Adapted in English by Valérie Harnois

For many years, environmentalists, scientists, farmers, and other groups have been sounding the alarm. The exchange of germs is becoming more frequent than it was before. They note that every 14 to 16 months, a new infection appears. The conditions for these infections to develop, transmit, and remain active are more and more favourable. 

While finding out about COVID-19, you may have heard of zoonosis (zoonoses) or zoonotic diseases. If you did, it was probably in the context of the source of the virus causing the present pandemic. Zoonotic diseases are diseases that naturally transmit from vertebrate animals to humans, or vice versa. In the case of COVID-19, the virus could have been transmitted from a bat or a pangolin to humans. 

Being curious about the eco-epidemiology of zoonoses is actually quite trendy nowadays. The eco-epidemiology (or environmental epidemiology) looks at the influence of environmental factors on the transmission of diseases. More specifically, it looks at the influence exerted among animals, from humans to animals, from animals to humans, and it also looks at plants and the surrounding ecology. 

But what kind of diseases are we talking about actually? Every disease and germ that needs a specific reservoir to develop and transmit. The reservoir can be a human, an animal, an insect, water, or even dirt. Germs include viruses (i.e., COVID-19, AIDS), bacteria (i.e., meningitis, tetanus, cholera, Lyme disease), parasites (i.e., lice, malaria, pinworm, ringworm), or prions (i.e., abnormal proteins that cause infectious diseases such as scrapie or Creutzfeldt-Jakob disease also known as mad-cow disease). 

Humans tend to occupy more and more space on the planet. This occupation affects the reservoirs of those germs which is necessary for germs to develop. Humans are destroying animals’ natural habitats, polluting water, gathering a lot of animals together for agriculture, transporting and moving contaminated merchandise from one continent to another, travelling to discover new horizons… Humans have therefore created, inadvertently, the perfect conditions for the spread of germs. We can also add to this the effect of global warming which forces animals to modify their habits and move around to survive.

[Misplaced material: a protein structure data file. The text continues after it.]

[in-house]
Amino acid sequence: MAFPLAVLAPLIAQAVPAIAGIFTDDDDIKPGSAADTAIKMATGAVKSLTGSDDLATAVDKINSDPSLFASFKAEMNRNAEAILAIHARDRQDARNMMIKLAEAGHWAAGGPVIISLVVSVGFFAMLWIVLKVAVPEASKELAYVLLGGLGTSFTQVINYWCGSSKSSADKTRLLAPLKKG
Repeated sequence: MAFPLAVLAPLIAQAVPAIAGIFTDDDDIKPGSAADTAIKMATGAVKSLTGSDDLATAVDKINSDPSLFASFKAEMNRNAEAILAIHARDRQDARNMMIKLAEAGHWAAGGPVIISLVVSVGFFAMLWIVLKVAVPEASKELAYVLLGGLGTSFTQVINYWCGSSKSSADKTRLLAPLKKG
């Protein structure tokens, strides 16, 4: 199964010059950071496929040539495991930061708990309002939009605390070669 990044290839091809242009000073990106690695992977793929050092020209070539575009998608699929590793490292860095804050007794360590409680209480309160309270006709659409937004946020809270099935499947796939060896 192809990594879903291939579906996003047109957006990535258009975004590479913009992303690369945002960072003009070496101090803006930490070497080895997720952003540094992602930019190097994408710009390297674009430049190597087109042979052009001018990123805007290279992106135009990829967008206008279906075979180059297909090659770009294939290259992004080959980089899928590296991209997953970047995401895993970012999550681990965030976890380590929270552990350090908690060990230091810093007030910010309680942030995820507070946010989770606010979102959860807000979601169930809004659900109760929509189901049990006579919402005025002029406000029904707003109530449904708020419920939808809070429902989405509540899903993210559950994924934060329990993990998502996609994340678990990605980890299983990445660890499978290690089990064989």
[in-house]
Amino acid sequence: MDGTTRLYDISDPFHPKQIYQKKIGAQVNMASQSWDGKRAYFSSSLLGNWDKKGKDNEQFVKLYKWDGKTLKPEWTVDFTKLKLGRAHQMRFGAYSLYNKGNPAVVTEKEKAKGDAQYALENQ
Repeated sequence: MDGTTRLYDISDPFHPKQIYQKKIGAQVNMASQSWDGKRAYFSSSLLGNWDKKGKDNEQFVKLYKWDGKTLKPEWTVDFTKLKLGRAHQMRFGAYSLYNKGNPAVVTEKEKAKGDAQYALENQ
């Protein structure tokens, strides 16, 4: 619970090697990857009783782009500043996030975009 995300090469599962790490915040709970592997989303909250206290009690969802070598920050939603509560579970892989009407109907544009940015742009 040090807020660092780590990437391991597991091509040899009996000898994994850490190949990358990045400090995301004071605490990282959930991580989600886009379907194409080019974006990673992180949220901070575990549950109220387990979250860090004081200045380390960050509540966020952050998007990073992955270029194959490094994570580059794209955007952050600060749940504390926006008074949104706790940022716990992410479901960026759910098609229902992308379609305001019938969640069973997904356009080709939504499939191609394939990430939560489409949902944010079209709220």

In Quebec, we are not sheltered from these germs. Just think of all the ones circulating in schools: lice, pinworms, gastroenteritis, colds, chickenpox… And if we walk in the forest, we have to be wary of tics that can be reservoirs for Lyme disease. 

These germs have different lifespans and require a reservoir to keep spreading. To protect yourself, you must break the chain of infection. In the case of COVID-19, the confinement is one of the methods to stop the virus from spreading and contaminating other people. It is also imperative to adopt good hygiene practices by washing your hands often, among other measures. However, we must study the eco-epidemiological phenomenon to understand what allows various organisms to become reservoirs and how germs are transmitted. 

By now, you know that germs have always existed and always will. A better understanding of the causes can help control epidemics, put in place measures to avoid them, or, at least, to reduce their consequences with vaccines and medication. We become more and more aware that it is important to educate as many people as possible on this subject so that future decisions are coherent and work toward the same goal, which is to limit the transmission of germs and maintain the balance in the various ecosystems. 

Ton défi

Using Scratch Junior or Scratch, create (code) the pathway a germ can take in its environment and cross over to other reservoirs.

 

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